- Base rate fallacy: far more common than realized, base rate is the frequency of a generic type of event. This is significantly driven by the fact that blogs are topical and hence writers are exposed to specific rather than representative samples from any given population. The best way to avoid this fallacy is to always keep in mind (or look for) the base rate (of event under consideration) for the whole population.
- Self-serving bias: refers to tendency of individuals to attribute their success to themselves and failure to external factors. This shows up heavily in business and technology contexts as halo and network effects are systematically underestimated as drivers of success. For example, is a company successful because of the attributes (schooling etc.) of a CEO/ company (behind headlines such as: “How to Innovate like…” or “10 Takeaways from ….”) or because the starting conditions led to dominant positions?
- Survivorship bias: this is perhaps the most misleading bias. It refers to tendency to focus on companies (or individuals) that survived a process rather than the starting population. I claim this to be the most misleading because it give a false sense of understanding and causality. Just because some attribute (innovation, html5 ninjas, hoodies, short meetings) is present in successful companies doesn’t imply that it is causally linked to their success. An easy way to spot this one is to see the sample being used, did the writer/ blogger/ researcher talk to or survey the starting population or just those that succeeded? This bias is rampant in studies of entrepreneurship, technology and innovation. Discount the claims of any blog post/ research that is based ONLY on successful companies or entrepreneurs. The danger of such research has been highlighted by writers like Nassim N.Taleb and the medical researcher John P.A. Ioannidis.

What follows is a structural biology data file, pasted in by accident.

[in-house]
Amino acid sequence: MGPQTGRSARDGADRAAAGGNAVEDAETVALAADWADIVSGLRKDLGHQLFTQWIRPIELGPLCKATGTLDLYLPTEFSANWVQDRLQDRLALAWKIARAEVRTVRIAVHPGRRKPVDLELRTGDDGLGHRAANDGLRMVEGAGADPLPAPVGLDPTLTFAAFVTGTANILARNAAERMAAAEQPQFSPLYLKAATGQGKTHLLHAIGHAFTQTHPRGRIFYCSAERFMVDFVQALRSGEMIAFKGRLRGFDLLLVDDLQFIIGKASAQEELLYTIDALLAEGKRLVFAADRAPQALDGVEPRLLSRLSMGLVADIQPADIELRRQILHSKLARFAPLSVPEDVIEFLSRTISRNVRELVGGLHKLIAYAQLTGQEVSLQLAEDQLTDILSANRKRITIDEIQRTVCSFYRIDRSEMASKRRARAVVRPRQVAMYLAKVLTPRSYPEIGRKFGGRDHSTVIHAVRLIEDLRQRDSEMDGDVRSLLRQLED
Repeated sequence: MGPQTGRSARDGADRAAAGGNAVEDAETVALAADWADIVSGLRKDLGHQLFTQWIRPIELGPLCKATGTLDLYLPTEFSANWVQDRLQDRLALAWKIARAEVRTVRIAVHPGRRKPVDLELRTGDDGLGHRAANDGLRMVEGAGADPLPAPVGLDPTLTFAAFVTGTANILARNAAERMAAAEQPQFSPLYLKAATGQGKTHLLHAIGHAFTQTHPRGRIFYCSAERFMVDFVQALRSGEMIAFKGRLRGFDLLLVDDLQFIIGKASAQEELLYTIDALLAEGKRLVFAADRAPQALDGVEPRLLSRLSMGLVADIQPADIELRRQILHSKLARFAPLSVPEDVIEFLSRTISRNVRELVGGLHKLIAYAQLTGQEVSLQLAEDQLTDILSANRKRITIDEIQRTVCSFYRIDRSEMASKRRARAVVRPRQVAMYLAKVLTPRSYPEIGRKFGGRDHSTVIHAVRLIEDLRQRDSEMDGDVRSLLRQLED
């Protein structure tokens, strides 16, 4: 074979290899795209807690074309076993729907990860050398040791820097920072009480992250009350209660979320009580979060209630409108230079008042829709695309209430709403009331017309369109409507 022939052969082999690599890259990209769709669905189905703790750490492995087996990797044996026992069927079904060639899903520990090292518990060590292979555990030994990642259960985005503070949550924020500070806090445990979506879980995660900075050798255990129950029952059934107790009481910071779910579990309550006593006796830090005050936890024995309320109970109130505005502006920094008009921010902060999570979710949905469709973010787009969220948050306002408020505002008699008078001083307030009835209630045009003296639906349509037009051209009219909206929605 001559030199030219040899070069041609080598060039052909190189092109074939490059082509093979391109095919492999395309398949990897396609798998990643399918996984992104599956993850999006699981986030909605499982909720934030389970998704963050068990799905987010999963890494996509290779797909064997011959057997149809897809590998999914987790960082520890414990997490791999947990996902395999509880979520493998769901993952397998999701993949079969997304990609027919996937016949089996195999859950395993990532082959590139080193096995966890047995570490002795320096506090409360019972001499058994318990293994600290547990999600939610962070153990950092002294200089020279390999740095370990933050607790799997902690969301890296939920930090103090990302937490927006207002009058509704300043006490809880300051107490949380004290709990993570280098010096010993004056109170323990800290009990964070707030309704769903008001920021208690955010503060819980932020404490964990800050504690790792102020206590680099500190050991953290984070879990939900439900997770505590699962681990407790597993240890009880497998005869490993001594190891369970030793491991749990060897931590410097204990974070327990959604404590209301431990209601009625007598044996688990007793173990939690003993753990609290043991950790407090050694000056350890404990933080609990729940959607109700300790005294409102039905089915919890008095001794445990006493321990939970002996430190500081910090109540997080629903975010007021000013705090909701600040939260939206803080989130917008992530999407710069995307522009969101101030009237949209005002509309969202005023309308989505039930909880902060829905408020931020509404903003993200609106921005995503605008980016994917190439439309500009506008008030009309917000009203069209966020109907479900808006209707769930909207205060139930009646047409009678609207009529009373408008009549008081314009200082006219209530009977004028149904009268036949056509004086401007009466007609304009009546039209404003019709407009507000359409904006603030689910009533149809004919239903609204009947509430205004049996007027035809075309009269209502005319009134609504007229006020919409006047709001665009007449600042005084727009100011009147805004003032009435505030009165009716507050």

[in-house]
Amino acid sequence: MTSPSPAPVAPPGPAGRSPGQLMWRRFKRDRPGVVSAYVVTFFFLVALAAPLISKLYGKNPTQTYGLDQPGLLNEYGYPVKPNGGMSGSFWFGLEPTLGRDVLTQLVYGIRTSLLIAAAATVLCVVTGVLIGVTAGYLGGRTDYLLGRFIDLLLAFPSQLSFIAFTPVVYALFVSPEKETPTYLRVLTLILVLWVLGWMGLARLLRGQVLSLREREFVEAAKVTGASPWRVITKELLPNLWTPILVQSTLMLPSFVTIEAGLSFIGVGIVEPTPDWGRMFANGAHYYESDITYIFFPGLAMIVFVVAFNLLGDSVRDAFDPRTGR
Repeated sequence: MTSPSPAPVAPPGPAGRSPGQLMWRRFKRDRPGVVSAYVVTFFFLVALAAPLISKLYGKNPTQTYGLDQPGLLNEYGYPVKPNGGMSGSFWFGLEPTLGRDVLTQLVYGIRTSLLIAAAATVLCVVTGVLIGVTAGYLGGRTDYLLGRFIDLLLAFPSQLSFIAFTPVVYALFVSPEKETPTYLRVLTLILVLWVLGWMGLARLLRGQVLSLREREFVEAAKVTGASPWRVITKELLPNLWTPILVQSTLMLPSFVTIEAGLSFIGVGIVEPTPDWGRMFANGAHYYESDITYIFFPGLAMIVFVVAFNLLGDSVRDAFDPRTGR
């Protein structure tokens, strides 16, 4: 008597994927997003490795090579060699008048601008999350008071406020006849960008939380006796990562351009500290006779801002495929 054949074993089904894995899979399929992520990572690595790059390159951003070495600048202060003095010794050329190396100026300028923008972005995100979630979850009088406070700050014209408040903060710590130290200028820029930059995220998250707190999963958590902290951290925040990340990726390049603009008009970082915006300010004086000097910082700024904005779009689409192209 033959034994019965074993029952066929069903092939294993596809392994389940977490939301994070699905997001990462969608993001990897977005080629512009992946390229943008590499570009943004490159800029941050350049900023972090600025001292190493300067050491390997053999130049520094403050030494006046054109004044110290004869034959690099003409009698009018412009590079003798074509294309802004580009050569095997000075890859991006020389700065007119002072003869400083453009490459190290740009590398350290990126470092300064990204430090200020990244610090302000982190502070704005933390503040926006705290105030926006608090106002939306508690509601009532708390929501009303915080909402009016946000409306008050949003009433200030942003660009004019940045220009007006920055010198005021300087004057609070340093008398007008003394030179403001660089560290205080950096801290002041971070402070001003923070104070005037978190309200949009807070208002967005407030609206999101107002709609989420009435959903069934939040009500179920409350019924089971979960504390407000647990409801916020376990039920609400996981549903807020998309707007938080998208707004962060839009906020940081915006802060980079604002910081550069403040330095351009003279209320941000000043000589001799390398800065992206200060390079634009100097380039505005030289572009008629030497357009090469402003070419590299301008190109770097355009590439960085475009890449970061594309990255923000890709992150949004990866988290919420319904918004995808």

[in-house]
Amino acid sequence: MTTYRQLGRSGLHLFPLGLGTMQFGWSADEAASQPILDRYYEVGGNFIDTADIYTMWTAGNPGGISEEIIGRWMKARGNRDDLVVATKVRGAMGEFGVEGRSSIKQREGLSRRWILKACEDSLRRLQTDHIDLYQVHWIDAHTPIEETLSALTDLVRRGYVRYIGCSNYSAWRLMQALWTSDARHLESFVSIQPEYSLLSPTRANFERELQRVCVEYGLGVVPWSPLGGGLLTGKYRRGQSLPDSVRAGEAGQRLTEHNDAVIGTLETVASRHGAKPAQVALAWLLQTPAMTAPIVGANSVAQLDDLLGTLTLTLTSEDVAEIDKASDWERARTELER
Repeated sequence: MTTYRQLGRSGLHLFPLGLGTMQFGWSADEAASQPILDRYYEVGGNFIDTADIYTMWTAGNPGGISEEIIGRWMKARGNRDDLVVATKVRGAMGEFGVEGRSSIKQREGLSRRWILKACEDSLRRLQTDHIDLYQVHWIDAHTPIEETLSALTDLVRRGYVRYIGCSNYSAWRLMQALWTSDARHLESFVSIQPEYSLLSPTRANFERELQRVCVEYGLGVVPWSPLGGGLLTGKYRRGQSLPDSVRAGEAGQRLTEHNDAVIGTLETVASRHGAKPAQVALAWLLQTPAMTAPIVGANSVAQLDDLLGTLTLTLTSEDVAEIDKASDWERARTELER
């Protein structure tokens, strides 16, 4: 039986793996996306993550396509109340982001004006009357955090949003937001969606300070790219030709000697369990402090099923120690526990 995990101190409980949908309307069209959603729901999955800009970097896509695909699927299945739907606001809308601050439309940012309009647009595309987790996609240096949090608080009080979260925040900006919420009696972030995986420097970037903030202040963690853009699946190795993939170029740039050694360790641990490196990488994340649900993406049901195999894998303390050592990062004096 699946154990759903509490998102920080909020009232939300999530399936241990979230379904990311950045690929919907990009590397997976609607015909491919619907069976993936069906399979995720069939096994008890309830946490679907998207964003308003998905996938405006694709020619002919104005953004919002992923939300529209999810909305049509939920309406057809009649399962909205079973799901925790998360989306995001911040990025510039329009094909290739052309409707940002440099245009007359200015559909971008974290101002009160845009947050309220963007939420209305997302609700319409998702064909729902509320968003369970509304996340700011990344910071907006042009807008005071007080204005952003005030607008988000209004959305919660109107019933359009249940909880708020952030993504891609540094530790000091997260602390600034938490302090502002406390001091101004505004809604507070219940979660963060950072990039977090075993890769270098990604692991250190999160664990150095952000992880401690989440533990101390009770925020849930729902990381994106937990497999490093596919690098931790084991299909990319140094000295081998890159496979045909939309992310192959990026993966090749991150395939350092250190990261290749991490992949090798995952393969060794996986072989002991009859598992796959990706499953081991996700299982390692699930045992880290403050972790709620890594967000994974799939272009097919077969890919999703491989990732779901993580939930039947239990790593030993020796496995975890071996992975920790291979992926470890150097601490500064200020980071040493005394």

I tend to keep this checklist in mind when reading and (hopefully) will be able to avoid falling into these traps while writing. Whenever it is not possible for me to avoid a bias (for example, when writing about social networks I will likely be indulging in survivorship bias by focusing on the top few companies in the industry) I will point out that shortcoming as a limitation of any inferences I make. As always, caveat lector – reader beware!
This blog is motivated by the following excerpt from Shakespeare:
There is a tide in the affairs of men.
Which, taken at the flood, leads on to fortune;
Omitted, all the voyage of their life
Is bound in shallows and in miseries.
On such a full sea are we now afloat,
And we must take the current when it serves,
Or lose our ventures.
Brutus in Julius Caesar Act 4, scene 3,
The common thread running through all posts will be the importance of time, randomness, path dependence and strategy in outcomes in business, technology and life.